Two women beaten by security guards in Beijing’s 798 art district for wearing rainbow badges
The security company has reportedly apologized to the women and vowed to dismiss the guards who beat them up
Following the beating on Sunday of two women who tried to enter Beijing’s 798 Art Zone while wearing rainbow badges, China’s LGBT community has once again found itself being censored and harassed, yet it remains resilient and outspoken.
An activist who goes by the name “Piaoquanjun” on Weibo had invited LGBT supporters to the capital’s trendy art district on Sunday in order to help show support for the upcoming International Day Against Homophobia, Transphobia and Biphobia, which falls on May 17th.
Piaoquanjin said that he had 5,000 rainbow badges ready to hand out at the north gate of the district in exchange for hugs, however, he was told to stop what he was doing by the zone’s security guards. Meanwhile, those wearing the badges were barred from entering the art district by the guards.
Eventually, two women wearing the badges got into an argument with the guards which escalated into a scuffle. One 10-second video clip shows a woman being surrounded by around five security guards and thrown to the ground while another woman is shoved and punched.
Another 10-second clip shows the second woman being punched in the face by a guard, sending her to the ground. Meanwhile, the first woman stands back up, only to be grabbed and kicked by another guard as she tries to fight back.
An unnamed man working for the property management department of the 798 Art Zone told the Global Times that the whole scuffle began after one of the women gave one of the security guards the middle finger.
The man went on to say that the art zone “has a right to stop illegal activity” — apparently believing that wearing a rainbow badge constitutes illegal activity.
“Wearing a rainbow badge is illegal to me, and they, the homosexuals, have distorted sexual orientation, it is terrifying,” he said. “God created humans as they are.”
Activist Piaoquanjun said that following the incident he visited the two women in the hospital where one had stitches in her mouth and the other had bruises on her face.
The matter has reportedly since been resolved with the security company apologizing, promising to dismiss the three guards who beat up the women and compensate them for their injuries.
“Those two girls accepted the result because they have no more energy to expend,” wrote Chinese feminist activist Lü Pin on Twitter.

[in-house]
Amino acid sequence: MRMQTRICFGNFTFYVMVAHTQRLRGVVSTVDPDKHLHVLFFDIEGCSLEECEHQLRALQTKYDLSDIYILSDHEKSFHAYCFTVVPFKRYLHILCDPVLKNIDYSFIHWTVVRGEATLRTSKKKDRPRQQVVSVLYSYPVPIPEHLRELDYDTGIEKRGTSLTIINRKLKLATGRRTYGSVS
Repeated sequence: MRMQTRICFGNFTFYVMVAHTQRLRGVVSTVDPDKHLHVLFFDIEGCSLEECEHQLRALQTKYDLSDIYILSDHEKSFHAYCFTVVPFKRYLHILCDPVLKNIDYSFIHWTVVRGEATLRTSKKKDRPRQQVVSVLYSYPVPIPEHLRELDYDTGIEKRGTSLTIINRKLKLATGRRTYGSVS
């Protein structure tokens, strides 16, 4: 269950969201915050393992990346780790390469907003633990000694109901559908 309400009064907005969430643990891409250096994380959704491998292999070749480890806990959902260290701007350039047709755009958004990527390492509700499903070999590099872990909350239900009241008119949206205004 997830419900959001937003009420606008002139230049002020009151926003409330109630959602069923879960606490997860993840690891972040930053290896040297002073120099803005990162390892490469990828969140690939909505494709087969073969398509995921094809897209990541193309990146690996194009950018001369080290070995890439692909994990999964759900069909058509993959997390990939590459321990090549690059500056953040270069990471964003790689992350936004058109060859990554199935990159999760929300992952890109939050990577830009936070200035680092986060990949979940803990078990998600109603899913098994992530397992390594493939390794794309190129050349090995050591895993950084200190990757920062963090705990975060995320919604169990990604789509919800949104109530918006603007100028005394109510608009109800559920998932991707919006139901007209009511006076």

While the videos and news about the “798 beating” quickly went viral on Chinese social media on Sunday, becoming a trending topic, most clips, reports, and comments have been now taken down by censors.
That same fate has befallen a letter condemning the assault that was jointly issued by LGBT groups in China:
However, rather than let themselves be silenced, some Chinese LGBT and feminist activists — including Li Maizi, one of the “Feminist Five”— have since flocked to Beijing’s 798 Art Zone, carrying with them rainbow flags:
Meanwhile, it’s not only Beijing’s LGBT community that is running into problems with authorities. According to the Global Times, events in both Guangzhou and Shanghai to mark the International Day against Homophobia have been cancelled as “illegal gatherings.”
Despite the frequency of LGBT events being shut down by local authorities, the nationalistic Chinese tabloid claims that Chinese society is becoming more and more open to gay rights, arguing that China’s LGBT community only needs to be patient and stop causing scenes.
The tabloid quotes a sexology professor in Wuhan as saying that “high-profile events could lead to a public panic or even discrimination in Chinese society, which benefits no one.”
“A little more time should be given to the country and society to progress step by step,” the professor says.
While homosexuality is not illegal in China, gay content is banned from Chinese TV shows and online videos. Last month, Weibo tried to issue a similar ban on gay content, but was forced to quickly reverse course after tens of thousands of netizens protested the move, rallying around the viral hashtag: #iamgay.
Last week, Eurovision banned Chinese online streaming platform Mango TV from airing the rest of the contest after it completely censored one song from an Irish artist which featured a pair of male dancers acting out a gay love story and blurred out a rainbow flag in the background of another performance.